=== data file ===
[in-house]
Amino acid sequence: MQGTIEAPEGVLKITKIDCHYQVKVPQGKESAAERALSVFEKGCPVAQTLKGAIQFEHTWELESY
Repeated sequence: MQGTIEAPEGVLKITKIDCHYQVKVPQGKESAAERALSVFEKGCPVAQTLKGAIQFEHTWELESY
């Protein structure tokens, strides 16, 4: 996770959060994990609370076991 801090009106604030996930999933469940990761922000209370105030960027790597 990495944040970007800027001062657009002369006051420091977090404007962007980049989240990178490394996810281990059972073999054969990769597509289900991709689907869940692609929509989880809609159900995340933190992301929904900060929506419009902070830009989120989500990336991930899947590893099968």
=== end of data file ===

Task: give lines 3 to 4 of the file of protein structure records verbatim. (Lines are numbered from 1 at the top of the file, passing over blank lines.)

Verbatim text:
Repeated sequence: MQGTIEAPEGVLKITKIDCHYQVKVPQGKESAAERALSVFEKGCPVAQTLKGAIQFEHTWELESY
């Protein structure tokens, strides 16, 4: 996770959060994990609370076991 801090009106604030996930999933469940990761922000209370105030960027790597 990495944040970007800027001062657009002369006051420091977090404007962007980049989240990178490394996810281990059972073999054969990769597509289900991709689907869940692609929509989880809609159900995340933190992301929904900060929506419009902070830009989120989500990336991930899947590893099968």